Greens/EFA welcome agreement on special measures for refugees fleeing Ukraine
Today, Ministers in the Justice and Home Affairs Council have agreed, for the first time, to trigger the ‘Temporary Protection Directive’ to support people fleeing the Russian invasion of Ukraine. The Greens/EFA Group are calling on EU Member States and the Commission to ensure that all people fleeing the war are able to find sanctuary in the EU and that family reunification measures are applied generously.
MEPs working on migration for the Greens/EFA Group have prepared policy demands to aid all people fleeing the war in Ukraine, which can be found here.
Tineke Strik MEP, Greens/EFA spokesperson for migration in the Civil Liberties, Justice and Home Affairs Committee, comments:
“As the Russian invasion of Ukraine continues, the number of people fleeing the country continues to rise as well. The unbearable consequences of the war leave many inhabitants with an impossible choice: remain in place amid great uncertainty about their safety, or leave with an uncertain destination.
“Hungary, Poland, Slovakia, Moldova and Romania now welcome the residents of their neighbouring countries with open arms. But they cannot handle the expected potential of seven million refugees on their own. That is why it’s very important that the Member States will equally share this responsibility and make concrete pledges to relocate refugees in the case that reception capacities in certain Member States reach their limit.
“It is positive that the Council Decision applies not only to Ukrainian nationals, but also to people with refugee or equivalent status in Ukraine. However, the Decision does not oblige Member States to grant temporary protection status to other third country nationals unless they have a permanent Ukrainian residence permit and are unable to return safely to their country or region of origin. Even for those third country nationals covered, Member States are able to apply a national status, rather than the EU-wide one, leading to varying rights and protection. It is also unclear how countries would assess this and how broadly ‘the region of origin’ will be interpreted. Given the recent news reports about minorities of African descent being turned away at the EU’s external borders, it is essential that guarantees are made to ensure all those fleeing have access to safety.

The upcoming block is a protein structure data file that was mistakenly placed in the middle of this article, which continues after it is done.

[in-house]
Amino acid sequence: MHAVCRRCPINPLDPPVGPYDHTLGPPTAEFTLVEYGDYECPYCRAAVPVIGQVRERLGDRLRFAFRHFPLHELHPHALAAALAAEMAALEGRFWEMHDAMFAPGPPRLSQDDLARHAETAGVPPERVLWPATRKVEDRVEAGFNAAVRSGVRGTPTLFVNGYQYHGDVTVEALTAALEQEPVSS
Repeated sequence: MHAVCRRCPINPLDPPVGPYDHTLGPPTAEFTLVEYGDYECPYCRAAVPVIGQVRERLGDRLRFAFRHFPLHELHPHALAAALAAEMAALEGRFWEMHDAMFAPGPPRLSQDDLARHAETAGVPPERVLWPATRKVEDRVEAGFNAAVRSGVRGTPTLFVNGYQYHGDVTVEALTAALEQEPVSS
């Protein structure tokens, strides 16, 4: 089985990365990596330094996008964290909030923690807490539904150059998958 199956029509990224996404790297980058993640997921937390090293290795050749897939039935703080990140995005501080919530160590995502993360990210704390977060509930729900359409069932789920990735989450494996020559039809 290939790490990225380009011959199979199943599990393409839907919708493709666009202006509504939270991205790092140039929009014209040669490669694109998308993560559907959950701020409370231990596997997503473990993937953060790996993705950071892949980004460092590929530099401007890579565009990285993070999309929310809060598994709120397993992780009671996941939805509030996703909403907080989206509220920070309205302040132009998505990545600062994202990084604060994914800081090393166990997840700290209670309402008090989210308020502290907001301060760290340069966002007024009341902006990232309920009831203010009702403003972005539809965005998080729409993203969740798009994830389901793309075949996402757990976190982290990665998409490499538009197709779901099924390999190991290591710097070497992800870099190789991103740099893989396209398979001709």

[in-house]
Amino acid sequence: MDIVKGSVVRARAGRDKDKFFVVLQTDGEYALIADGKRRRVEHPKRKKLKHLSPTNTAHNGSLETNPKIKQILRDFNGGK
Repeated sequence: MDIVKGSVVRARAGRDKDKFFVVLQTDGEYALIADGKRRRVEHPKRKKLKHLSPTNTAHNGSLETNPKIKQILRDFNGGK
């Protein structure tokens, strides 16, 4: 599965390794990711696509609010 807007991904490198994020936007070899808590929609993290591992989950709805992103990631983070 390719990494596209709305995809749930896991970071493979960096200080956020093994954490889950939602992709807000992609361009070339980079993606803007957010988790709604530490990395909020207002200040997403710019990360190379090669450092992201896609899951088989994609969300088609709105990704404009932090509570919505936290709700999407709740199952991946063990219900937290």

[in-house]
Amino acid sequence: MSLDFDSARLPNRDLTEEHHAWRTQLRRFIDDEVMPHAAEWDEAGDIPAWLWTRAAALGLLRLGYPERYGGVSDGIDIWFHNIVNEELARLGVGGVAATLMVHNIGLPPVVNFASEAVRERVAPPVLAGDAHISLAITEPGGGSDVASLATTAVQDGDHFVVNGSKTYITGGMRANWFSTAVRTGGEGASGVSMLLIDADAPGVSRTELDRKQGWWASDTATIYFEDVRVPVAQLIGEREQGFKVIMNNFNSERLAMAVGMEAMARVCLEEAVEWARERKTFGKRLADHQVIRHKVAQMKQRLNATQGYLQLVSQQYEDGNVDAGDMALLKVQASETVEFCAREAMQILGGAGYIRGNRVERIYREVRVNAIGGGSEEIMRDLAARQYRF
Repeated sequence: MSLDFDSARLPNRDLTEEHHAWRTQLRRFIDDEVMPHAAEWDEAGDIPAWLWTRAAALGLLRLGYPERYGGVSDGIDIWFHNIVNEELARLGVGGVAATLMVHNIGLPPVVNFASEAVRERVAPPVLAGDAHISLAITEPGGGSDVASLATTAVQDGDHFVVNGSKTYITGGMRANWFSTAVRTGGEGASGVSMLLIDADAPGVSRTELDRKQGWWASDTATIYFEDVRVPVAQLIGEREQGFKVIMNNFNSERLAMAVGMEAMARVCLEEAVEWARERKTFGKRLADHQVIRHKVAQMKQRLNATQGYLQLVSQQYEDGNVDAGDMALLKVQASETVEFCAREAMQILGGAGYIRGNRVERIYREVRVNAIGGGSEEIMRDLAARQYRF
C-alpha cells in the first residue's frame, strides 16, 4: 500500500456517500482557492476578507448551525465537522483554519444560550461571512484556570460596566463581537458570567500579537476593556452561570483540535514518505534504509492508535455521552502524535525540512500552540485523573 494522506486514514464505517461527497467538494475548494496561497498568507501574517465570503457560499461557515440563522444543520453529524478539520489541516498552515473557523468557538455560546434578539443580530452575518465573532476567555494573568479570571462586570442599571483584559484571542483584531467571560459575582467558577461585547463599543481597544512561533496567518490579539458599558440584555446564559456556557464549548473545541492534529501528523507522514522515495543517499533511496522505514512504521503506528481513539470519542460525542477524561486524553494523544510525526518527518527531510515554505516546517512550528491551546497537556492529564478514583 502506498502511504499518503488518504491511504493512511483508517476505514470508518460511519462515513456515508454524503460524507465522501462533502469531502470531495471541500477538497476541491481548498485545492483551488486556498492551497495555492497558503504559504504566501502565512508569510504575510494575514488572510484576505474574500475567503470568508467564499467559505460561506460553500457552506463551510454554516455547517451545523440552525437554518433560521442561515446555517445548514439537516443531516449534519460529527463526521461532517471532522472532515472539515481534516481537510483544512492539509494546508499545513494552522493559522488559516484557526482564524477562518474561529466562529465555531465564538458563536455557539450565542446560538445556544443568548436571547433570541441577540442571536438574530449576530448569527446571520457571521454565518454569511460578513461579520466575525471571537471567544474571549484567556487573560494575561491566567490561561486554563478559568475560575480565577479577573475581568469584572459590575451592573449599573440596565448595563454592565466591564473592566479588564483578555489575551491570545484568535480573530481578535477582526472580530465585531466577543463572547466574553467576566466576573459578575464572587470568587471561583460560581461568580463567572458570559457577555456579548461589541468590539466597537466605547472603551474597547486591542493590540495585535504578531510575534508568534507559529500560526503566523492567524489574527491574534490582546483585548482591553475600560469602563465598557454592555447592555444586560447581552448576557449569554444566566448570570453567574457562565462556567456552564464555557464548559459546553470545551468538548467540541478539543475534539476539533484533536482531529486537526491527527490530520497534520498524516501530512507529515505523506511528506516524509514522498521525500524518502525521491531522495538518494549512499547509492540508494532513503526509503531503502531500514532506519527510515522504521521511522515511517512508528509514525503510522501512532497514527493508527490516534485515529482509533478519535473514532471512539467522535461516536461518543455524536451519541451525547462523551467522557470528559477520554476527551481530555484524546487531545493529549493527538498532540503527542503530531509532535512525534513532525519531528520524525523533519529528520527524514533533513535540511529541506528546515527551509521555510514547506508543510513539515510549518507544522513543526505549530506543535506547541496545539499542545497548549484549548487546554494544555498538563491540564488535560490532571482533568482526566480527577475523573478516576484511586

“It is welcome that family members of Ukrainians and refugees are included in the scope of the agreement. We deeply regret however that there is no such reference concerning other third country nationals. We call upon the Member States to make use of their ability to interpret the provisions of the Directive generously when implementing the Decision, to ensure family unity is maintained and to grant the unconditional right to family reunification for persons with a temporary protection status, if they are separated during their flight.”
On March 2nd the Commission put forward a proposal to trigger the Temporary Protection Directive (TPD), which has not previously been used in the 20 years of existence and on March 3rd the Council agreed to launch the Directive under QMV. The proposal grants protection to those fleeing Ukraine for a period of one year (and can be extended automatically by six months for up to one year), meaning that those enjoying temporary protection will have access to housing, education, and the labour market. The Greens/EFA Group have long called for this, also in other crises.